NBA Playoffs Grizzlies-Thunder: The collapsers
Posted on: May 7, 2011 9:41 pm
Edited on: May 7, 2011 10:02 pm
Posted by Matt Moore
If a team falls apart multiple times, they have a reputation as choke artists, collapsers, mentally weak. If a team creates those implosions on a regular basis, the onus is always put on the other team for failing to close. Welcome to the life of the Memphis Grizzlies after a drive past the Oklahoma City Thunder's 16-point lead into overtime, and on to a victory, gave them a 2-1 advantage in the series. Memphis won't get the credit for it. Sure, OKC will get the blame, but the reality is that there may be no better demolition team in the NBA right now than the Memphis Grizzlies.
The Thunder were the better team for the vast majority of Game 3. That's not home cookin'. It was a product of smart, crisp basketball on offense from the Thunder. And it came through brilliant shooting and ball movement, and physical, bordering on brutal, defense, especially inside. Zach Randolph was scoring, but needing a shot for every point, racking up turnovers, and was extremely frustrated. Marc Gasol couldn't get any of his touch shots to fall. Russell Westbrook's mid-range was falling. It was doom for the Grizzlies, who looked outclassed.
Then, after building a solid structure of basketball for 3.5 quarters, the Grizzlies swept the legs of the structure out from within, and the Thunder collapsed under their own weight. Those legs were based on the play of Russell Westbrook, and what took them out was most surprising of all, O.J. Mayo.
Mayo didn't have a great game. He couldn't get the runner to fall, wasn't hot from the perimeter. He shot just 30 percent from the field. Mayo's known as a pure scorer. Yet when called on to stop Westbrook and provide a spark, he brought the effort. That effort is what carried Memphis into the playoffs and it sparked the Grizzlies on Saturday. But Mayo couldn't do it alone. No, in coming back from 16 down, Mayo and the Grizzlies got a great contribution from... Russell Westbrook.
Westbrook has the speed to blow by Mayo. He has the strength to back him down. Mayo too often gambles on the perimeter pass and hedges too hard on the screen-and-roll. Westbrook elected to dribble right into Mayo, and force mid-range contested jumper after mid-range contested jumper. Kevin Durant, who had been totally en fuego, was ignored just long enough for the fire to die out. The result was Durant's miss on a last-possession pull-up jumper, and Durant being unable to rediscover his shot.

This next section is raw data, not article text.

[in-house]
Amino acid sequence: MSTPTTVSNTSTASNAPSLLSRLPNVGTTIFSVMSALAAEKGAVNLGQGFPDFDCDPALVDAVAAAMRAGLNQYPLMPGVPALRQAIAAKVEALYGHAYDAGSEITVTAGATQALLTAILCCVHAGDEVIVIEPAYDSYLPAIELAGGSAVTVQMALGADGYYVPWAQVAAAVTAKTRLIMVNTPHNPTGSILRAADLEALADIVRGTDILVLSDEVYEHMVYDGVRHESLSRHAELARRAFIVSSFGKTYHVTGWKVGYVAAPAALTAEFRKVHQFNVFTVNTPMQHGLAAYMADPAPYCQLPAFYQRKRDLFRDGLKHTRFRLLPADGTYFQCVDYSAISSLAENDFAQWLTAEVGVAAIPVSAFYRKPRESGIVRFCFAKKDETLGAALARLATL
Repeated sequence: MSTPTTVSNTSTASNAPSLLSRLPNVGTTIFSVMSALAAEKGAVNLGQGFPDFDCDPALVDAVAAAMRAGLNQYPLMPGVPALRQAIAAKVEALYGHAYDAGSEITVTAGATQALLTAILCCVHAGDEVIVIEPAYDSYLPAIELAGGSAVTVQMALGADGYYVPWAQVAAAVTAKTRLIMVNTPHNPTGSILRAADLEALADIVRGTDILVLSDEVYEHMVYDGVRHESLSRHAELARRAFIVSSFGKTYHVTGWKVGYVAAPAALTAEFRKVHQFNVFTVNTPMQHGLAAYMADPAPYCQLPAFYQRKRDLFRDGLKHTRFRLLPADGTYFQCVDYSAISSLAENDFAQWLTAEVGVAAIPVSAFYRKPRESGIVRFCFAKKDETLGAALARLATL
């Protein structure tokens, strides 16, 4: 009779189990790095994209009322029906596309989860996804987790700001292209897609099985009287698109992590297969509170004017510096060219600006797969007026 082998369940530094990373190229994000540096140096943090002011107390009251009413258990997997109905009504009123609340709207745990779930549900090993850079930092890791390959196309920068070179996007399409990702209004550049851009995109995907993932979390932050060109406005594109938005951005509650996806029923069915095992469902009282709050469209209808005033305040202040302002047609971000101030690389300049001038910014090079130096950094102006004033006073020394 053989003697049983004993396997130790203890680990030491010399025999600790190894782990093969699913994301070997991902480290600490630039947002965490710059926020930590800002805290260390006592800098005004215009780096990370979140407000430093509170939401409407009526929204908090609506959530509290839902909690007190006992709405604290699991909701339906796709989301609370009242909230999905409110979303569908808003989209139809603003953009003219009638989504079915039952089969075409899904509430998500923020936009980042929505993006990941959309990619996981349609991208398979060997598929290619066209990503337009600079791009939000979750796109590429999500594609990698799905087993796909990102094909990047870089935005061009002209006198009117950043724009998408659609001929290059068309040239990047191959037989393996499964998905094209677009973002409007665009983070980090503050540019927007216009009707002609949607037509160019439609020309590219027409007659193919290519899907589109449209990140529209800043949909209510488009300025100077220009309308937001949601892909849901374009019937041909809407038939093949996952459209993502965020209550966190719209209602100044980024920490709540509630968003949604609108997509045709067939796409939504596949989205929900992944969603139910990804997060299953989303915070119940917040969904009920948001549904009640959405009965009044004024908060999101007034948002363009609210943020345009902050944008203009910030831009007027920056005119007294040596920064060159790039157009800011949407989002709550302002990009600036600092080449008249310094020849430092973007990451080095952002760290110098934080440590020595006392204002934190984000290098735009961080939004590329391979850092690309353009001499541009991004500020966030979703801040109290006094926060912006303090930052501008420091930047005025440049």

Durant's last made field goal came with 7:43 to go in the fourth. He had three shots in the remainder of regulation, including the last possession... another Scott Brooks' special. Durant was 10-18 at 7:43. He would finish on an 0-6 run, thanks to the best defense Tony Allen has played all series. He played the passing lane hard, snatched steals, and on the other end, got out in transition. Allen drew fouls, but didn't hit layups. He missed free throws, but got one of two each time. The same kind of grind that got Memphis here.
The Thunder will look at their defense, at their offense, at their composure. Scott Brooks needs to examine why James Harden, who may honestly be the best distributor OKC has with Westbrook playing as he is, isn't getting time in key situations. He may also question why Westbrook isn't getting the off-ball movement from other Thunder players to get him away from his poor decisions on pull-ups. The Grizzlies played terribly for most of the game. Zach Randolph was inefficient and frustrated. They shot 38 percent from the field, and allowed Serge Ibaka to score 14 points. And they won.
So OKC goes back to the drawing board, having given up a 16-point lead to go down 2-1 with a scary Game 4 up next. The Thunder were minutes away from cementing themselves as the team in control of the series, possibly on their way to the Western Conference Finals. Instead, the house that Presti built imploded in on itself, another victim of the same thing that left the Spurs Palace in ruins: the other team just wanted it more.
Tags: 2011 NBA Playoffs, 2011 second-round playoffs, 2011 WC Conference Semifinals, 2011 WC Playoffs, Chris Wallace, Clay Bennett, Conference Semifinals, Darrell Arthur, Eric Maynor, Greivis Vasquez, Hamed Haddadi, James Harden, Kendrick Perkins, Kevin Durant, Lionel Hollins, Marc Gasol, Memphis Grizzlies, Michael Heisley, Mike Conley, NBA Playoffs, Nick Collison, O.J. Mayo, Oklahoma City Thunder, Russell Westbrook, Sam Presti, Sam Young, Scott Brooks, second-round playoffs, Serge Ibaka, Shane Battier, Thabo Sefolosha, Tony Allen, WC Playoffs, Zach Randolph